Essiac was popularized in Canada during the 1920s, when the developer, a nurse from Ontario, began to advocate its use as a cancer treatment. In 1922, the developer obtained an herbal tea formula from a female breast cancer patient who claimed the mixture had cured her disease. Reviewed in [1-6] The patient reportedly received the formula from an Ontario Ojibwa Native American medicine man. The developer subsequently modified the formula, producing both injectable and oral forms of treatment. Reviewed in [2-9]
From 1934 to 1942, the developer operated a cancer clinic in Bracebridge, Ontario, and dispensed Essiac free of charge. Reviewed in  In 1938, members of the Royal Cancer Commission of Canada visited the clinic and heard testimonials from patients who had been treated with the mixture. Reviewed in [4,8] The Cancer Commission concluded there was only limited evidence for the effectiveness of Essiac. After years of controversy, the developer closed the clinic in 1942 but continued to provide Essiac to patients until the late 1970s. Reviewed in [4,5] (Refer to the Human/Clinical Studies section of this summary for more information.)
From 1959 until the late 1970s, the developer collaborated with an American physician to conduct clinical and laboratory studies of Essiac and to promote its use. Reviewed in [4,8] This collaboration led to the development of the eight-herb formula now marketed as Flor Essence. None of the results of these collaborative studies were reported in peer-reviewed scientific journals.
In 1977, the developer provided a four-herb recipe for Essiac to a Canadian corporation. Reviewed in [6,8] In 1978, the corporation filed a preclinical new drug submission with the Canadian Department of National Health and Welfare (Health Protection Branch) and was given permission to conduct clinical studies of Essiac’s safety and effectiveness in cancer patients. Reviewed in [4-6,8,9] In 1982, this permission was withdrawn when it was determined that the corporation had not fulfilled commitments to adequately control the manufacturing consistency of Essiac, to isolate and characterize active substances in the mixture, and to design and execute appropriate clinical trials. Reviewed in [4-6] During this period, restrictions were imposed on the promotion of Essiac as a cancer treatment, but the corporation was allowed to distribute it to cancer patients through their physicians under Canada’s Emergency Drug Release Program (also called Health Canada’s Special Access Programme). Reviewed in  While the preclinical new drug submission was in effect in Canada, the corporation filed an unsuccessful New Drug Application (NDA) with the U.S. Food and Drug Administration, seeking permission to market Essiac in the United States. Details of the NDA submission, which can be disclosed only by the corporation, have not been made public. Reviewed in  (Refer to the Human/Clinical Studies section of this summary for more information.)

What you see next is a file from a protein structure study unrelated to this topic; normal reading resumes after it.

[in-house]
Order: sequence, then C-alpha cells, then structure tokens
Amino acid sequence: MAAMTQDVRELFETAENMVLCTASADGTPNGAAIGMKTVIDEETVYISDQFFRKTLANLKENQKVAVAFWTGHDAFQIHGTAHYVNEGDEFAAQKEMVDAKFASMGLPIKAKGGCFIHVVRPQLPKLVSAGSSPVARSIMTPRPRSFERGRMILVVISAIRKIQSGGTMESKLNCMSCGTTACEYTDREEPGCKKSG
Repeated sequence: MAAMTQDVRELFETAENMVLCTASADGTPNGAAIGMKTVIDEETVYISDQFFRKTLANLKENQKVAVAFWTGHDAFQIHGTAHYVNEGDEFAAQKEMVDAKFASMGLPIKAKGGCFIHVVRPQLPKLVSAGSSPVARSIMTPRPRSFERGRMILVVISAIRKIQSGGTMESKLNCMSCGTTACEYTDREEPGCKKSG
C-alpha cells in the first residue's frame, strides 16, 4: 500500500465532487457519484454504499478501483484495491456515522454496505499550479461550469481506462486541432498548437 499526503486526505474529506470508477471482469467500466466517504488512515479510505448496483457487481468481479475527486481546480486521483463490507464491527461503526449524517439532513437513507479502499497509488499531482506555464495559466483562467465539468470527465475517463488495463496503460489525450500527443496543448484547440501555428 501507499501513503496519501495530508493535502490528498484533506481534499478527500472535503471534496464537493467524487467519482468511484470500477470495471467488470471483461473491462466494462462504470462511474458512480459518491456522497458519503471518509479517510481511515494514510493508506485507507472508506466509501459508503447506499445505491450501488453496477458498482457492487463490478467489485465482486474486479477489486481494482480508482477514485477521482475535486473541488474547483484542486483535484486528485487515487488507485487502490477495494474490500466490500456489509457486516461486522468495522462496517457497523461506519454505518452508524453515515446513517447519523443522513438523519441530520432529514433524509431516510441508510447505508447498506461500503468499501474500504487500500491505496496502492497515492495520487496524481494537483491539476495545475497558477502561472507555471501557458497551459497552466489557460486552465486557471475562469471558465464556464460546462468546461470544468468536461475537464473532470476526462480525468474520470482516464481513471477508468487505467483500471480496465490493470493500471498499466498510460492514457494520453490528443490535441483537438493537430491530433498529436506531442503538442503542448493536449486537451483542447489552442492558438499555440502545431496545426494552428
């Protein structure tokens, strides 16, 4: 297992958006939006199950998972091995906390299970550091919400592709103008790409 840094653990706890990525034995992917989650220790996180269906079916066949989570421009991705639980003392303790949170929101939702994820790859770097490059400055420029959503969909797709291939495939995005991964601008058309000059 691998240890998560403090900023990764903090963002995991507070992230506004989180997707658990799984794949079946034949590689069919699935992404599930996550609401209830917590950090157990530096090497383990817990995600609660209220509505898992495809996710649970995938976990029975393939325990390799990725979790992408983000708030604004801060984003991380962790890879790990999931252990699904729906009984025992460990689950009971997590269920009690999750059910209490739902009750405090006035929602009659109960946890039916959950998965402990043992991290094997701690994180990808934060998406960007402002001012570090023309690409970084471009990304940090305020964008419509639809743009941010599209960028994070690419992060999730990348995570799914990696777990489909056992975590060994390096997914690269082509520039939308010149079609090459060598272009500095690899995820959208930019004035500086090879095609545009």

In the early 1980s, the Canadian Department of National Health and Welfare (Bureau of Human Prescription Drugs) conducted a retrospective review of case summaries submitted by physicians whose patients had obtained Essiac under the Emergency Drug Release Program. Reviewed in [2,5,8] The Department found little evidence to suggest that Essiac was effective as a cancer treatment. (Refer to the Human/Clinical Studies section of this summary for more information.)
Also in the 1980s, the manufacturers of Essiac-like products began to market their formulations as health tonics and to avoid making claims of effectiveness in treating disease. Consequently, the mixtures were no longer subject to regulation as drugs. Reviewed in  Essiac is not currently available under Canada’s Emergency Drug Release Program.
In 1995, the corporation that acquired the four-herb recipe for Essiac from the developer dissolved voluntarily. Later that year, a new company was formed to manufacture and distribute this proprietary herbal mixture. Reviewed in 
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